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I recently was working on a little python project and came to a situation where I wanted to pass self into the constructor of another object. I'm not sure why, but I had to look up whether this was legal in python. I've done this many times in C++ and Java but I don't remember ever having to do this with python.

Is passing references to self to new objects something that isn't considered pythonic? I don't think I've seen any python programs explicitly passing self references around. Have I just happen to not have a need for it until now? Or am I fighting python style?

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Um, few things are unpythonic per se, it's just that there are usually better approaches (whether on a design or implementation level). Your questions doesn't name the problem, so we can't judge whether your solution is any good. – delnan Oct 15 '10 at 20:38
    
Now that I think about it, I have to agree, this doesn't get done as much in Python as in e.g. Java. No idea why, though. – David Z Oct 15 '10 at 20:39
    
I don't know why people insist on saying "pythonic" when they simply mean "clean", but there's nothing inherently wrong with this. Just watch out for circular references and __del__. – Glenn Maynard Oct 15 '10 at 21:07
up vote 10 down vote accepted

Yes it is legal, and yes it is pythonic.

I find myself using this pattern when you have an object and a container object where the contained objects need to know about their parent.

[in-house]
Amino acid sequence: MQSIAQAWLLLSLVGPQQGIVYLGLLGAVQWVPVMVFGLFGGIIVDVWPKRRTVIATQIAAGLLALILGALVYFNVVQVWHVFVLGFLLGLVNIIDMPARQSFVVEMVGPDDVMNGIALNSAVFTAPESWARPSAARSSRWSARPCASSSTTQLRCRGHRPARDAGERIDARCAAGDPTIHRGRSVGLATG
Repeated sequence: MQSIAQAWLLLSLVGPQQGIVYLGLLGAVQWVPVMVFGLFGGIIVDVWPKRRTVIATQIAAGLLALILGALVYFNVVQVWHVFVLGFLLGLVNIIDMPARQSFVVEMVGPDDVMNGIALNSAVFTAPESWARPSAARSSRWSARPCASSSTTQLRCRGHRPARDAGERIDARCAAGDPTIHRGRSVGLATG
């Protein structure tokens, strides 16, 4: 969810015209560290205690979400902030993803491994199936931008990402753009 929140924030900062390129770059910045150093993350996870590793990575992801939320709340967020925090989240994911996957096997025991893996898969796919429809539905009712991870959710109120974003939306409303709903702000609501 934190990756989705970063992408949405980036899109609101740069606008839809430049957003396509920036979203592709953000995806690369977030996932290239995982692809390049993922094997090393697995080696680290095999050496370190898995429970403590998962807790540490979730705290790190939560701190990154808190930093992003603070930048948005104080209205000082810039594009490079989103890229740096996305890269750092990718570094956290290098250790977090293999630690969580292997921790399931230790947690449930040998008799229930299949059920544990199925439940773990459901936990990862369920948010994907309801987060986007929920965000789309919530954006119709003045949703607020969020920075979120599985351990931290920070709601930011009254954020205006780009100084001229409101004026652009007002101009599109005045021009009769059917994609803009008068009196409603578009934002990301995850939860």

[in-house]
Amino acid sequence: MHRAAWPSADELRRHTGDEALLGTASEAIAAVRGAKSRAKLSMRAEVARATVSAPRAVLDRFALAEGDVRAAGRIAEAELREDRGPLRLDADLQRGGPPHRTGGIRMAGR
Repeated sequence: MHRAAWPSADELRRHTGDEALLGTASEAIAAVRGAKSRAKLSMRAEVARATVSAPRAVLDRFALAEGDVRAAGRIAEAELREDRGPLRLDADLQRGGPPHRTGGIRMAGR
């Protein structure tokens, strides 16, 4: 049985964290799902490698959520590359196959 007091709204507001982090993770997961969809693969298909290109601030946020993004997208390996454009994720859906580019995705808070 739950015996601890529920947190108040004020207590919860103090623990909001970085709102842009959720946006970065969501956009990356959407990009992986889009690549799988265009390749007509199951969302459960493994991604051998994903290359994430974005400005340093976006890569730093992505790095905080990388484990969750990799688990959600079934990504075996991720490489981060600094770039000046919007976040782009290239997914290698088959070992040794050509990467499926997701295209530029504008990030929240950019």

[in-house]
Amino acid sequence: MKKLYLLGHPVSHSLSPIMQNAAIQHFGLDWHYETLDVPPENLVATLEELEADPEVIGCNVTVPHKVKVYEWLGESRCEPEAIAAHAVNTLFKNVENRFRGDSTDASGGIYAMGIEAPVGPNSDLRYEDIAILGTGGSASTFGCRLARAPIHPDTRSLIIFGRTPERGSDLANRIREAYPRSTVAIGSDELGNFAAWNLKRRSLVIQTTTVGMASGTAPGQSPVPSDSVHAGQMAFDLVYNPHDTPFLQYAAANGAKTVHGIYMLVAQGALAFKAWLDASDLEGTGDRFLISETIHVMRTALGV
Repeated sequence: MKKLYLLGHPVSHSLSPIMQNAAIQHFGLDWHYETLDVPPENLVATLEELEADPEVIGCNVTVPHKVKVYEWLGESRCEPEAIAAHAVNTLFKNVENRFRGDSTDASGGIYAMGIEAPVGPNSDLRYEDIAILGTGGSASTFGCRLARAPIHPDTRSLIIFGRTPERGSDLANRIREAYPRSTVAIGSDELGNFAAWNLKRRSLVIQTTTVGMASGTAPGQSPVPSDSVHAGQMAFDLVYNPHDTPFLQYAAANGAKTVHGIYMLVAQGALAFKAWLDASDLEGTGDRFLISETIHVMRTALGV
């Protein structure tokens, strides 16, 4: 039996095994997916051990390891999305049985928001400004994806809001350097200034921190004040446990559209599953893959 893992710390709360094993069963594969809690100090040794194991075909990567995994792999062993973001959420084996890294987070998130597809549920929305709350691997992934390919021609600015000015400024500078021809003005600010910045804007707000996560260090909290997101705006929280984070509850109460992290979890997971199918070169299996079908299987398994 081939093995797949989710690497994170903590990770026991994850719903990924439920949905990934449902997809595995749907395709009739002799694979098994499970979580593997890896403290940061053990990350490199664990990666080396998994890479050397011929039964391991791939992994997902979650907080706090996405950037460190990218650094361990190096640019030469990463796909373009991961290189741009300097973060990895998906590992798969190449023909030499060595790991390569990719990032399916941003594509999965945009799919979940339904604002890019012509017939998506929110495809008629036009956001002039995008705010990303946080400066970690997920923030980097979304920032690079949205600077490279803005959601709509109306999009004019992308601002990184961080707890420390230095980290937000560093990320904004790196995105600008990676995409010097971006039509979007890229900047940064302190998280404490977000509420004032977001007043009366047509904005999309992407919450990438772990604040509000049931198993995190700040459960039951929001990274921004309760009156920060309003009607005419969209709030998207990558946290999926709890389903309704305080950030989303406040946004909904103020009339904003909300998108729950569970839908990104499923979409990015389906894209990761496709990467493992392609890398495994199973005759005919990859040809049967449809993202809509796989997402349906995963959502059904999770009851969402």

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Yeah I understand why you need to do it, but I'm just not sure why I haven't seen it done very much in python. – Falmarri Oct 15 '10 at 20:40
1  
Possibly because python has a wicked set of polymorphic container types which in general are sufficient for all your needs? – Nick Craig-Wood Oct 15 '10 at 20:44
    
Can adapter pattern be considered one of the uses, I mean if we don't consider parameter to be passed as self but another object instance which has to be contained. – Ashish Oct 15 '10 at 21:14

Just pass it like a parameter. Of course, it won't be called self in the other initializer...

class A:
    def __init__(self, num, target):
        self.num = num
        self.target = target

class B:
    def __init__(self, num):
        self.a = A(num, self)

a = A(1)
b = B(2)
print b.a.num # prints 2
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I think this is more or less asking whether its pythonic, not how. – alternative Oct 15 '10 at 20:48

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